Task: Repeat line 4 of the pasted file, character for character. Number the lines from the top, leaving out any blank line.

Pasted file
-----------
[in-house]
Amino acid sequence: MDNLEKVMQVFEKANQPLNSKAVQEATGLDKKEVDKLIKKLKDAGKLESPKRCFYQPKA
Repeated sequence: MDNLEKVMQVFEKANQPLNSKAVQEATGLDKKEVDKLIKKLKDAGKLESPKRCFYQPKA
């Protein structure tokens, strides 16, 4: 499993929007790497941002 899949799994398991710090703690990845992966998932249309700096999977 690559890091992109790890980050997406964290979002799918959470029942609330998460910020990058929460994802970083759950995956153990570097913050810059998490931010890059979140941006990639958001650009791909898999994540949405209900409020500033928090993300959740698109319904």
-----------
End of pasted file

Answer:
């Protein structure tokens, strides 16, 4: 499993929007790497941002 899949799994398991710090703690990845992966998932249309700096999977 690559890091992109790890980050997406964290979002799918959470029942609330998460910020990058929460994802970083759950995956153990570097913050810059998490931010890059979140941006990639958001650009791909898999994540949405209900409020500033928090993300959740698109319904």